Linux Journal Contents #191, March 2010
Taming the Beast
by Jason Allen
An introduction to large-scale system administration.
AlienVault: the Future of Security Information Management
by Jeramiah Bowling
OSSIM: giving security management a brain.
Use SSH to Cross a Suspect Host Securely
Don't fear the Valley of the Shadow of Death. SSH through it.
Using an SMS Server to Provide a Robust Alerting Service for Nagios
by Eric Pearce
Texting: not just for teenagers.
Running Ubuntu 9.10 under Amazon's Elastic Cloud
by Bill Childers
No servers? No problem, with servers in the cloud!
Reuven M. Lerner's At the Forge
Dave Taylor's Work the Shell
Still Parsing the Twitter Stream
Mick Bauer's Paranoid Penguin
Linux VPNs with OpenVPN, Part II
Kyle Rankin's Hack and /
Linux Troubleshooting, Part I: High Load
Dirk Elmendorf's Economy Size Geek
Kyle Rankin and Bill Childers'
/opt vs. /usr/local
Doc Searls' EOF
A Cloud of One's Own
Axigen Mail Server
by Mitch Frazier
In Every Issue
|Contrast Security's Contrast Enterprise||Aug 30, 2016|
|illusive networks' Deceptions Everywhere||Aug 29, 2016|
|Happy Birthday Linux||Aug 25, 2016|
|ContainerCon Vendors Offer Flexible Solutions for Managing All Your New Micro-VMs||Aug 24, 2016|
|Updates from LinuxCon and ContainerCon, Toronto, August 2016||Aug 23, 2016|
|NVMe over Fabrics Support Coming to the Linux 4.8 Kernel||Aug 22, 2016|
- Download "Linux Management with Red Hat Satellite: Measuring Business Impact and ROI"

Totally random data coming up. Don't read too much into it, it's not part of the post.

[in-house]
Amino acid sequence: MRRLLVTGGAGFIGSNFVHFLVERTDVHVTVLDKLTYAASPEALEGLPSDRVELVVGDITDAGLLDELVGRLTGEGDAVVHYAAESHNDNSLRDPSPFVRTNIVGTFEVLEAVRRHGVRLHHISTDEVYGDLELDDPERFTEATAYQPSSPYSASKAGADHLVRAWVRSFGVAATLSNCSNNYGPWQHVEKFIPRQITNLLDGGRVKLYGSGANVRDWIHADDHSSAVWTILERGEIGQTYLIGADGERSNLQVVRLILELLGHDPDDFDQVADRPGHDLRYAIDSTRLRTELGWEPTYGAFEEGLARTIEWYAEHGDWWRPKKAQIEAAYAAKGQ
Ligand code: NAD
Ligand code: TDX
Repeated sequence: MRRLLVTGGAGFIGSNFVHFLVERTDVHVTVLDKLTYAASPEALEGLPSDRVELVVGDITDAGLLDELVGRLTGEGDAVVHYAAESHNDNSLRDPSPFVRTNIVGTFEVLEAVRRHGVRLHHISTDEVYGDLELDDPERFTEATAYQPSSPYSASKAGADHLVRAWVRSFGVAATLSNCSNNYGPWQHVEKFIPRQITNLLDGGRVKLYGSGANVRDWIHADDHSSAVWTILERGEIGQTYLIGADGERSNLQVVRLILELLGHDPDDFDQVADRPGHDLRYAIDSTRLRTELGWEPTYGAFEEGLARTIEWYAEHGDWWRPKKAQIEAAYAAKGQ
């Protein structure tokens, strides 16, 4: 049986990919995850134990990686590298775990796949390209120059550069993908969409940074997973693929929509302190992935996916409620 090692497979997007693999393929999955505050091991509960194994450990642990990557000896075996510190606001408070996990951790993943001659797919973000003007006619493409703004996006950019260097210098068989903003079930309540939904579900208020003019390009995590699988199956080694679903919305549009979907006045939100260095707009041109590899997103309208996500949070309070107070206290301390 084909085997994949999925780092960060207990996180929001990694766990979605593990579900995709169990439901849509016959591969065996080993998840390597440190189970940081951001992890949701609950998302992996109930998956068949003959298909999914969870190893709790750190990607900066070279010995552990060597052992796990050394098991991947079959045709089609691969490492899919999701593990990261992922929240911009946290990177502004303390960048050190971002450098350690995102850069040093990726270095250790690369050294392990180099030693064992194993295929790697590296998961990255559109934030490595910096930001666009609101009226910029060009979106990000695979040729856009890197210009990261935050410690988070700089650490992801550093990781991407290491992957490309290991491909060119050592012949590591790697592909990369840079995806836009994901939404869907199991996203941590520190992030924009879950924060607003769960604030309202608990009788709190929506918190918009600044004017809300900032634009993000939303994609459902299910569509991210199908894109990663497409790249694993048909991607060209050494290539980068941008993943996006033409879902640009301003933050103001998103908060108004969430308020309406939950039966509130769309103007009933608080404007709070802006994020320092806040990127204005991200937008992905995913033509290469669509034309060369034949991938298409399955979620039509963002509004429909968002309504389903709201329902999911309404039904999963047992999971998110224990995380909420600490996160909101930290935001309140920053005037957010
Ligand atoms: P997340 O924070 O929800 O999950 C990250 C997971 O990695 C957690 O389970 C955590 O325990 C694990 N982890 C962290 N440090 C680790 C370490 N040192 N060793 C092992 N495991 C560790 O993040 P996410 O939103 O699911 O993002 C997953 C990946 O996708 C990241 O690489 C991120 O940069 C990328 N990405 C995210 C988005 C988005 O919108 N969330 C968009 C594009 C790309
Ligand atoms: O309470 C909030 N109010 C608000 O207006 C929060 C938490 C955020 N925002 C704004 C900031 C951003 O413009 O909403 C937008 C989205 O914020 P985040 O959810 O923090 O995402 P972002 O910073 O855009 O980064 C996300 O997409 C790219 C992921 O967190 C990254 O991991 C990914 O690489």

- Contrast Security's Contrast Enterprise
- illusive networks' Deceptions Everywhere
- Happy Birthday Linux
- What I Wish I’d Known When I Was an Embedded Linux Newbie
- New Version of GParted
- Tech Tip: Really Simple HTTP Server with Python
- All about printf
- ContainerCon Vendors Offer Flexible Solutions for Managing All Your New Micro-VMs
With all the industry talk about the benefits of Linux on Power and all the performance advantages offered by its open architecture, you may be considering a move in that direction. If you are thinking about analytics, big data and cloud computing, you would be right to evaluate Power. The idea of using commodity x86 hardware and replacing it every three years is an outdated cost model. It doesn’t consider the total cost of ownership, and it doesn’t consider the advantage of real processing power, high-availability and multithreading like a demon.
This ebook takes a look at some of the practical applications of the Linux on Power platform and ways you might bring all the performance power of this open architecture to bear for your organization. There are no smoke and mirrors here—just hard, cold, empirical evidence provided by independent sources. I also consider some innovative ways Linux on Power will be used in the future.Get the Guide